TELEGRAPH History

There are few places in the East Bay as iconic as Telegraph Avenue. In a city known for its openness, political activism, and unparalleled academia, the avenue serves as both conductor and conduit for Berkeley’s unceasing energy.

At 4.5 miles long, Telegraph Avenue begins in downtown Oakland and stretches into Berkeley, where it ends at the foot of the University of California, Berkeley campus. But for all its length, just five blocks of Telegraph — from Bancroft Way to Parker Street — are the key to the street’s legacy. Most days, this five-block stretch of brick storefronts is abuzz with college students, street vendors, locals, and tourists.

Its wooded sidewalks are lined with a mix of specialty stores, vintage boutiques, international cuisine cafes, and national retailers such as Peet’s Coffee and American Apparel. When it comes to people-watching from your favorite spot, there’s no better place than “the Ave,” where the world and the East Bay meet Berkeley.

Historical Telegraph Ave.The Beginning

Telegraph Avenue was born in 1858 when a telegraph line was built between Oakland and Sacramento. The two streets that ran parallel to the East Bay portion of the line were fused and renamed The Telegraph Road. Over the next 10 years, the road’s path shifted, eventually running right into UC Berkeley (which relocated from Oakland in 1873). The thoroughfare was later renamed Telegraph Avenue, and the name stuck. As the first ever University of California campus, UC Berkeley had no shortage of incoming students and began to expand its facilities. In 1910, the University built Sather Gate. Berkeley’s reputation as an elite academic destination was cemented by the 1950s and the city was evolving into a bohemian, Cambridge-like community. It was a charmed period for Telegraph Avenue, but one that would soon be interrupted.

Making History

The 1960s ushered in an era rife with political, social, and ideological conflict; it was during this time that Telegraph Avenue became a beacon for a new generation. Things heated up during fall semester, 1964, when Jack Weinberg was arrested and put in a squad car for defying a campus mandate against on-campus recruitment for off-campus activities. Over the next 32 hours, the Free Speech Movement was born (Click Here for a visual history of the Free Speech Movement). That’s how long Weinberg remained in the police car, which was immediately swarmed by protesting students. In a now famous act, memorialized in a mural on Haste Street at the Telegraph Avenue intersection, Mario Savio leapt atop the police car and exhorted his fellow students to demand their right to free speech. The University later relented and things quieted — for a time. Beginning in the mid-1960s, the war in Vietnam ignited many protests on Telegraph. Then in spring 1969, the avenue was thrust into the national spotlight. In the early weeks of May, Berkeley residents and students claimed an empty lot owned by UC Berkeley. They planted trees and sod and dubbed the lot People’s Park. On May 19, Alameda County Sheriff Officers and Berkeley police were dispatched to disband the squatters. Over the next few hours, the conflict between police and the protesters escalated. The result: blockades, tear gassings, and one protester’s death. Governor Ronald Reagan then called in the National Guard to assist local law enforcement. On May 30, Berkeleyans were awarded a permit to march peacefully in support of People’s Park. Eventually, the lot reemerged as an urban city park.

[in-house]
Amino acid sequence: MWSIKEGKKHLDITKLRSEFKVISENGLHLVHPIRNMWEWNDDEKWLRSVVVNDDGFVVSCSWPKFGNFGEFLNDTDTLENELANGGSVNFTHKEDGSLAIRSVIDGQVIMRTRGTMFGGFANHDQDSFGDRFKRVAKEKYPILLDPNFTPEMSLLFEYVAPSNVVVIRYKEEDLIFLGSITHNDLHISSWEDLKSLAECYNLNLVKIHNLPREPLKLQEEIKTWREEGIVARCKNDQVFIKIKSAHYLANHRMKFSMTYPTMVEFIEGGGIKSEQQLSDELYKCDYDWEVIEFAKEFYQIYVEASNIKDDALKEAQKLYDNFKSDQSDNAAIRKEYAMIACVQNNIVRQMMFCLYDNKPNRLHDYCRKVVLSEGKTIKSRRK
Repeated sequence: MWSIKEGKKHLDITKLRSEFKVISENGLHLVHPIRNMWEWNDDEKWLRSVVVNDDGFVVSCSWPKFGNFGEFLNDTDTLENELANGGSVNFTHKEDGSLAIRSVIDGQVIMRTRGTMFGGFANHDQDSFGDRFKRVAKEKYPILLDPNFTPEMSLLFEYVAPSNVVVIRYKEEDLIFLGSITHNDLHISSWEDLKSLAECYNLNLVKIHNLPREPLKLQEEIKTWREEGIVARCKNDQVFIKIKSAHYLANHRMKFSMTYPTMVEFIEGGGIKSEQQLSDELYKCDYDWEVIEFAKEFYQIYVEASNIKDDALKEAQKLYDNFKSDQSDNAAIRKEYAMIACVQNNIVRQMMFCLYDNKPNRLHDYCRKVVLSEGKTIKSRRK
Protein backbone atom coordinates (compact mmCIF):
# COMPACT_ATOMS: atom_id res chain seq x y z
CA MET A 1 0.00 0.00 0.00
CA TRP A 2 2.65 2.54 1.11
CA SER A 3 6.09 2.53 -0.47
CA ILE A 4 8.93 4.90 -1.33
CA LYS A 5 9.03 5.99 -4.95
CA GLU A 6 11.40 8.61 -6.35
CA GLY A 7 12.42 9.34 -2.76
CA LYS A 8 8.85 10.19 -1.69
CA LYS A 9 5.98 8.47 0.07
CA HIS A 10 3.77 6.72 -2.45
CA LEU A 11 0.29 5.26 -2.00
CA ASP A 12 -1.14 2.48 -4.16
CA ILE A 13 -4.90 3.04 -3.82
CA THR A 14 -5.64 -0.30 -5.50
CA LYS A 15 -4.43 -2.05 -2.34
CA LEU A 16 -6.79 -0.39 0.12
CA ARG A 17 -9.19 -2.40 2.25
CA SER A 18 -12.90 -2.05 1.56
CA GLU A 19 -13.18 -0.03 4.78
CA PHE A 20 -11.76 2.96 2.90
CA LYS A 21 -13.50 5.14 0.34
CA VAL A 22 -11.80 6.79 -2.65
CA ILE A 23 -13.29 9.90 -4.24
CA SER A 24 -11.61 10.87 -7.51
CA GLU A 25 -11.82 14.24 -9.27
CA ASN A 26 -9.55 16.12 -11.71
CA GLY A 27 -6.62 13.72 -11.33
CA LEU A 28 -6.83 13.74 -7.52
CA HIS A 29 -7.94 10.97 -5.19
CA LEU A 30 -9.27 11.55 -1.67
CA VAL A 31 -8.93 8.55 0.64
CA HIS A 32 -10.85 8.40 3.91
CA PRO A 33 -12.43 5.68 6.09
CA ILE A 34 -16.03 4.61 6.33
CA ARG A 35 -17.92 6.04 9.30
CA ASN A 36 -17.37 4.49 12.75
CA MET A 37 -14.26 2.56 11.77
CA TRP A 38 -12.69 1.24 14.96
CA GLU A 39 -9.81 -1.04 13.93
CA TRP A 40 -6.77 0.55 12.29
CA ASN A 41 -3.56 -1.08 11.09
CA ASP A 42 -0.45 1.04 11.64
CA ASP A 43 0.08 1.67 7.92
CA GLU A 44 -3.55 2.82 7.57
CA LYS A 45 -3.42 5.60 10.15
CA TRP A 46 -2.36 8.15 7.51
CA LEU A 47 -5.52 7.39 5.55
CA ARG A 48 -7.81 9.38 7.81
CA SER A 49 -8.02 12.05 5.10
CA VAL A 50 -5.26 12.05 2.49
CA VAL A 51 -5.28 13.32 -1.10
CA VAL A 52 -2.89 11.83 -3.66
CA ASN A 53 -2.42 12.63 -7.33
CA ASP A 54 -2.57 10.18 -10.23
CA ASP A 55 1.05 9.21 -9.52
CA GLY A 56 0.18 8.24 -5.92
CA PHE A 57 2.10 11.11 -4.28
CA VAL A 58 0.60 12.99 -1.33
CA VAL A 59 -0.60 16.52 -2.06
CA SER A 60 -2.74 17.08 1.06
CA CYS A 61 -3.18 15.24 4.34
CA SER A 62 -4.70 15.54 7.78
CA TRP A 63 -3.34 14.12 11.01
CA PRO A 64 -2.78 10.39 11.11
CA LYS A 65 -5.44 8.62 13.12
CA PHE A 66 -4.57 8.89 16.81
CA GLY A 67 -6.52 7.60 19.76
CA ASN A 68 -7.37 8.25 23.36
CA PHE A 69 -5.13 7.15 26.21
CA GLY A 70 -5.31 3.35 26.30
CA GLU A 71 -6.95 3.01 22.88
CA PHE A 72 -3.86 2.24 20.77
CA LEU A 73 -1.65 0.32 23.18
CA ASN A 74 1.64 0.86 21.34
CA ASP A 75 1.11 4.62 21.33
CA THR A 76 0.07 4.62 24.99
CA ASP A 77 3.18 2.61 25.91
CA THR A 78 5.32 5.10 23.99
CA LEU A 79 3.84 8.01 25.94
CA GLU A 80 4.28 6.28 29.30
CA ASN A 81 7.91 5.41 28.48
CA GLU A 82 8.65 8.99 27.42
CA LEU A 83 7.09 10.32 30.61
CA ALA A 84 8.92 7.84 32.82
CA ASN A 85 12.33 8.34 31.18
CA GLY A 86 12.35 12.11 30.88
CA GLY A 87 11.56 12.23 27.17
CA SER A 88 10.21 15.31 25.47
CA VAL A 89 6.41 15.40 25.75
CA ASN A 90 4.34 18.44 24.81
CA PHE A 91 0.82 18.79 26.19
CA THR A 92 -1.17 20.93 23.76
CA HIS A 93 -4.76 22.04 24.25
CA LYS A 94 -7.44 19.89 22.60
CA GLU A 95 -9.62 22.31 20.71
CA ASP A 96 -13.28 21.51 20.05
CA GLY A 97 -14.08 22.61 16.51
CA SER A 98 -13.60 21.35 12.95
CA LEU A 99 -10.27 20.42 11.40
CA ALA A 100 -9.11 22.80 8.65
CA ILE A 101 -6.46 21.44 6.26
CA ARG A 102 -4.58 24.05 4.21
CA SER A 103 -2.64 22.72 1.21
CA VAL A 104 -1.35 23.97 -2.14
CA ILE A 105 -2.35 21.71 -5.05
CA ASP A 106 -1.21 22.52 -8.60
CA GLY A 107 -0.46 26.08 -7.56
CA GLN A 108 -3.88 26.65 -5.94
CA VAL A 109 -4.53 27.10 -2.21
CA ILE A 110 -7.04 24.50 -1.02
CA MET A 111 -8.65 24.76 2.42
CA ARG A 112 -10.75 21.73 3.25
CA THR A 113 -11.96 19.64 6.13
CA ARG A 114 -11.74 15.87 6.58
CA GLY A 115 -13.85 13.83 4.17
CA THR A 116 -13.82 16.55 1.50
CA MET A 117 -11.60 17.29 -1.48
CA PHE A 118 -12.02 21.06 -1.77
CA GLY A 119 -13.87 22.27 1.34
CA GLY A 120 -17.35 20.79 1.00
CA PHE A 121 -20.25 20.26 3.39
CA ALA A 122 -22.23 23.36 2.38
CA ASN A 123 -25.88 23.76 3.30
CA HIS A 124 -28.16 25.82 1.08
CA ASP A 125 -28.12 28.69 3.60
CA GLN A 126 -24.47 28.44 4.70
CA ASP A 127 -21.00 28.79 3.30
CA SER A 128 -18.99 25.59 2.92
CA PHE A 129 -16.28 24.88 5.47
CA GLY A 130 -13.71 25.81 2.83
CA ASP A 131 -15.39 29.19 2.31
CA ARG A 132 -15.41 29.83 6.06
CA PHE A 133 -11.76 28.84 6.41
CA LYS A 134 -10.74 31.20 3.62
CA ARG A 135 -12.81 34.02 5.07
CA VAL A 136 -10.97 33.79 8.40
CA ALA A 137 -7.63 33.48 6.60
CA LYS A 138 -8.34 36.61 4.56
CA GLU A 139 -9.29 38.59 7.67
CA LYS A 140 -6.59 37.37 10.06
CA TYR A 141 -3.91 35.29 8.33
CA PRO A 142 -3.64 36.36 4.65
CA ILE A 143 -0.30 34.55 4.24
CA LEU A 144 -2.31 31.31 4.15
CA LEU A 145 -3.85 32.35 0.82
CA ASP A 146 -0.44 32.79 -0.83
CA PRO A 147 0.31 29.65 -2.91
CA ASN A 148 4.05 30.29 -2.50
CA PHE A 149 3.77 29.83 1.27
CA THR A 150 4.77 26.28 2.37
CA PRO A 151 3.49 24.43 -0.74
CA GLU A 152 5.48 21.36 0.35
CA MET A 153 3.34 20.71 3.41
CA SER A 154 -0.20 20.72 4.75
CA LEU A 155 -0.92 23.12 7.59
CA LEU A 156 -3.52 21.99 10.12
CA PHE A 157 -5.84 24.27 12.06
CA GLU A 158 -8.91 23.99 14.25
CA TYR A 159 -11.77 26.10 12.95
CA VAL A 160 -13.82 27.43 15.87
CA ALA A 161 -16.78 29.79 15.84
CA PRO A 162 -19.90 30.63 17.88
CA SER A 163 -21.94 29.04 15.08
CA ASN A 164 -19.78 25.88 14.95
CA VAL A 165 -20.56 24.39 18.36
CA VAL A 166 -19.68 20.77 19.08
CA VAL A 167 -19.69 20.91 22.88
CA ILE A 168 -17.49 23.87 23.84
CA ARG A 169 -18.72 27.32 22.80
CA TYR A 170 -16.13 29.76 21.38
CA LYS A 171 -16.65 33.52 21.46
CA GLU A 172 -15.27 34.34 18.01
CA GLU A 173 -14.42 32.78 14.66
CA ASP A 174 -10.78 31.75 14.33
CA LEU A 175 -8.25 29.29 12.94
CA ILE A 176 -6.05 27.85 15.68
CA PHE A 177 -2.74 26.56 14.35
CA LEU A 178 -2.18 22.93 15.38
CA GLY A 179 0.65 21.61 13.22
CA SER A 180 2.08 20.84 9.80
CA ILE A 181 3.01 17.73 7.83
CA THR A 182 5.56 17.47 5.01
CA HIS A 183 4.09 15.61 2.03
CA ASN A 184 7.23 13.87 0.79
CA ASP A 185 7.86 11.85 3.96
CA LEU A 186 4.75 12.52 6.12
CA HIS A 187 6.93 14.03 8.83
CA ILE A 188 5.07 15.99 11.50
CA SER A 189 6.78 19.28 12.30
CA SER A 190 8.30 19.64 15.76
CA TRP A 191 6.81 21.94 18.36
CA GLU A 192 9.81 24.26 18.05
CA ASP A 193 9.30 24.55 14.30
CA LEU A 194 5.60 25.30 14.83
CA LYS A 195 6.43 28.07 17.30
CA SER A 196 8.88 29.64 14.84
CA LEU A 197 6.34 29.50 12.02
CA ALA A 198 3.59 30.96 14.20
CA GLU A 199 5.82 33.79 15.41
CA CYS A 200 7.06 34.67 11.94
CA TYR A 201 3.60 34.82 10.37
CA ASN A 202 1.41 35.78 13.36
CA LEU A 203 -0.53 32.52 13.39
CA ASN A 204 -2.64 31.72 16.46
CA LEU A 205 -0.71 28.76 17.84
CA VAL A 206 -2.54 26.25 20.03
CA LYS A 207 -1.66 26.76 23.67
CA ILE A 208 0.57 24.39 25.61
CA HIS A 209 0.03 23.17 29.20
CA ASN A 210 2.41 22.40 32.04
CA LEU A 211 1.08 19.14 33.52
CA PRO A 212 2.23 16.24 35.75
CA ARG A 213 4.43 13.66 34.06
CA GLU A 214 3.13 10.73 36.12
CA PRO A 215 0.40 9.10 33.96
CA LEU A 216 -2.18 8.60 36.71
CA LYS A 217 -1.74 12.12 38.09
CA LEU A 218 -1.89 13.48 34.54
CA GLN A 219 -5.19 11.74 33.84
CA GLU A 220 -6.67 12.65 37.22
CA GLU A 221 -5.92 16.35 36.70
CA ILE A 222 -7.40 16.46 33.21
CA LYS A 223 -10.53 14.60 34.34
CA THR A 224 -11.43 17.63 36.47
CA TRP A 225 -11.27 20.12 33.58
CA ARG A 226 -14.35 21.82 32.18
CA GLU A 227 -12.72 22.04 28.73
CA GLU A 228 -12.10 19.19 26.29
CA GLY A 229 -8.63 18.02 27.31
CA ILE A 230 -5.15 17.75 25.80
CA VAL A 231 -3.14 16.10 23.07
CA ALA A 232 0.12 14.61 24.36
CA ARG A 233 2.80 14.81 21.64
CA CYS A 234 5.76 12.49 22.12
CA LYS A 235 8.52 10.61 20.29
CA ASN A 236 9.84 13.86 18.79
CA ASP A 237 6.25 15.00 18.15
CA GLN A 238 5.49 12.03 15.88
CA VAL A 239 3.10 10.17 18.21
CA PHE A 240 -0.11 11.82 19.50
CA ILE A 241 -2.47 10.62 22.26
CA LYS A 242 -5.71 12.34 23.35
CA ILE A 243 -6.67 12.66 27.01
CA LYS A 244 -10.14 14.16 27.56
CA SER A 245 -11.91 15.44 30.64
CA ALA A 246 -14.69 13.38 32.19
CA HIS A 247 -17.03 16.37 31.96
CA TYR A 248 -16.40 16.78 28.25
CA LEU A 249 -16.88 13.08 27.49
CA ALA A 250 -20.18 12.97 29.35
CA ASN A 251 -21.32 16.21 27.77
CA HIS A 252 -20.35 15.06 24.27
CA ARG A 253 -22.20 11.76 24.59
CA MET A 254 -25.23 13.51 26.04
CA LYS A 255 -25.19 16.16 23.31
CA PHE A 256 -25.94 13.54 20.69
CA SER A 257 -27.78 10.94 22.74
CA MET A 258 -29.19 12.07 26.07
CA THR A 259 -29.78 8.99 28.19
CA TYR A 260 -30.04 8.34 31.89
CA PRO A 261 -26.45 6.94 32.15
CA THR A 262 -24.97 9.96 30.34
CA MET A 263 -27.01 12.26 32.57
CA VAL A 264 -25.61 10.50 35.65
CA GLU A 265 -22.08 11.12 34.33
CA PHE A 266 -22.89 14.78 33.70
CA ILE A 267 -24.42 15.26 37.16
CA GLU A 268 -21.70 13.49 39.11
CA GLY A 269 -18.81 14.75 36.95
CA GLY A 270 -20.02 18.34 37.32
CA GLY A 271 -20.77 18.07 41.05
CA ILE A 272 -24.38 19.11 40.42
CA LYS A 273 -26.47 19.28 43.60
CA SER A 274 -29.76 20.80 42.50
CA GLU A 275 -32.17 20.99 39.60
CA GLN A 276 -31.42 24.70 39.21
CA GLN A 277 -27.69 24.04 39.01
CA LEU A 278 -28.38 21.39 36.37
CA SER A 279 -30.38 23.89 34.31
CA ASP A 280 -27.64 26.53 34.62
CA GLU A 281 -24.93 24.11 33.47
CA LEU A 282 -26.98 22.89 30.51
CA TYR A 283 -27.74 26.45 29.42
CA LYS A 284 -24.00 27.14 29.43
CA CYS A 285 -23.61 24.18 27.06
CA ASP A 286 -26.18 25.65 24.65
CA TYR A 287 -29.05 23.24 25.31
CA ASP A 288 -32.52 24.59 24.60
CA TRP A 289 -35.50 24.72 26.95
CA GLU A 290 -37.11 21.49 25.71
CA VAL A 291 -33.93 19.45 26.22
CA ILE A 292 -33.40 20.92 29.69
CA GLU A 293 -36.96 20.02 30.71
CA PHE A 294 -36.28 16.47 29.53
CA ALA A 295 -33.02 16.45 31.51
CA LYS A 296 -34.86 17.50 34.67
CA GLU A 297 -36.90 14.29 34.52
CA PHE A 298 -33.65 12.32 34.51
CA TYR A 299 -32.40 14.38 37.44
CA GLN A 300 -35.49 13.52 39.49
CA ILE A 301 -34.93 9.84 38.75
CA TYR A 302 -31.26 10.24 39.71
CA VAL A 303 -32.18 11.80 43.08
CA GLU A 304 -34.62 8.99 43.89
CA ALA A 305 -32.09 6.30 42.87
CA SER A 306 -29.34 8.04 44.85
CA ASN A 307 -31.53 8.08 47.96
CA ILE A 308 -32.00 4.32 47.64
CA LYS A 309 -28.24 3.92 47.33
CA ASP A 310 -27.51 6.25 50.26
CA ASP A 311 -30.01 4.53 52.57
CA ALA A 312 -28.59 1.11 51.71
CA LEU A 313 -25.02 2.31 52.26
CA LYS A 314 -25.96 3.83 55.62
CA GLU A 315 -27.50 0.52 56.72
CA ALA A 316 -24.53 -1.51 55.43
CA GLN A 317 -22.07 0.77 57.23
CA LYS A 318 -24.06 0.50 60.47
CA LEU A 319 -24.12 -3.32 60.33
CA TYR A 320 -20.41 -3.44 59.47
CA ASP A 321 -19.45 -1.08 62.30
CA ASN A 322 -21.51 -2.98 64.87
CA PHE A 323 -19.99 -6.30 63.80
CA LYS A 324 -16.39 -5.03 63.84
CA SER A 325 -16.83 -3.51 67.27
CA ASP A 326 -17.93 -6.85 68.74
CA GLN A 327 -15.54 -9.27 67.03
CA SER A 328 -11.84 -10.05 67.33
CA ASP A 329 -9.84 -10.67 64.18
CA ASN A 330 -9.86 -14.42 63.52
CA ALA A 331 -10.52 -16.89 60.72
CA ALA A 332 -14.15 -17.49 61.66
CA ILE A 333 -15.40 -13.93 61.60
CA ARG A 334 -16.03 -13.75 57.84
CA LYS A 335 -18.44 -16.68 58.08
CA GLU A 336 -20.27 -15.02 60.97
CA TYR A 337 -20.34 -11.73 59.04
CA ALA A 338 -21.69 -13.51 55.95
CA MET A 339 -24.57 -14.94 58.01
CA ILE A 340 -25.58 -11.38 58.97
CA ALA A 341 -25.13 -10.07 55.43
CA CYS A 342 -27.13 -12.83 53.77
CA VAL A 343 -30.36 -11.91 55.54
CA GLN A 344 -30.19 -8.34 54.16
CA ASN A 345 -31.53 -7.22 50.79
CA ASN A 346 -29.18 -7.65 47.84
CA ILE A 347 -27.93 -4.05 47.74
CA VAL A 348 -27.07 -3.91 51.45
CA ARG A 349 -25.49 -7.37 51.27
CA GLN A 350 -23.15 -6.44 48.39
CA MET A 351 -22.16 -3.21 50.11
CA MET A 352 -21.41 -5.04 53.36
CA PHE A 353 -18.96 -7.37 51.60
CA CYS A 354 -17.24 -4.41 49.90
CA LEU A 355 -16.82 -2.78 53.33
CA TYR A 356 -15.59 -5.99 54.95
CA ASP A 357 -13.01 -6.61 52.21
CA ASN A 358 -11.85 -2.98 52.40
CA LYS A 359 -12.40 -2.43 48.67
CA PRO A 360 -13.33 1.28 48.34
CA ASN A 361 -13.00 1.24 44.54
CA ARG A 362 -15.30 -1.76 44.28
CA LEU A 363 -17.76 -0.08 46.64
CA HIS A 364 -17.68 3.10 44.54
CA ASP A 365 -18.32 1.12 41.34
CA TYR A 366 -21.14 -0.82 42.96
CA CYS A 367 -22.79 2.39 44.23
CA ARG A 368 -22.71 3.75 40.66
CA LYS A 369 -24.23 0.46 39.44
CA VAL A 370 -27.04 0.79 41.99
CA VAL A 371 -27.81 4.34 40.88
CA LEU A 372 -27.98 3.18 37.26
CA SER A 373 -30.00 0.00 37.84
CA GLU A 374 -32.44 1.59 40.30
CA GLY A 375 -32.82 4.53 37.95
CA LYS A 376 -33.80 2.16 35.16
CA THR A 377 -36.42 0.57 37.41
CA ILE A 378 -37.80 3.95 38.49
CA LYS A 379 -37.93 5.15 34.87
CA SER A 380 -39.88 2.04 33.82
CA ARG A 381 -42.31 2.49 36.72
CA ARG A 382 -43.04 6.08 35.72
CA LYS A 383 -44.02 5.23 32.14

The Dust Settles

Following the People’s Park incident, protests slowed and the cultural climate began to shift away from the radicalism that had taken hold. In the ‘70s, Telegraph Avenue became a popular destination for eccentric young drifters and counter culture intellectuals. Though always known for its diversity and tolerance, the Telegraph community grew even more multicultural and vibrant.

Throughout the 1980s and most of the ‘90s, Telegraph remained a colorful escape for Northern California day tourists, as well as visitors from around the world. Telegraph’s unique shops and restaurants such as Blake’s, The Reprint Mint, Lhasa Karnak Herbs, and Bill’s Men’s shop served both regulars and tourists alike. By then, UC Berkeley was the preeminent public institution in the world, continuing to turn out celebrated scholars, scientists, and future leaders. But the new millennium brought change. Online shopping and digital downloading made it difficult for Telegraph’s book and music stores to keep up. So in true Telegraph fashion, they adjusted to the times, amping up their rare and used inventory. Now Telegraph boasts an enormous new and used product inventory second to none in the Bay Area. As time marches on, the Telegraph community is committed to preserving the originality of this cosmopolitan neighborhood. They do this by supporting an open-minded, multicultural atmosphere that will attract a new generation of keen minds and hearts. With its street fairs, live performances, and world-class people-watching, Telegraph continues its legacy as the most intriguing street in the East Bay.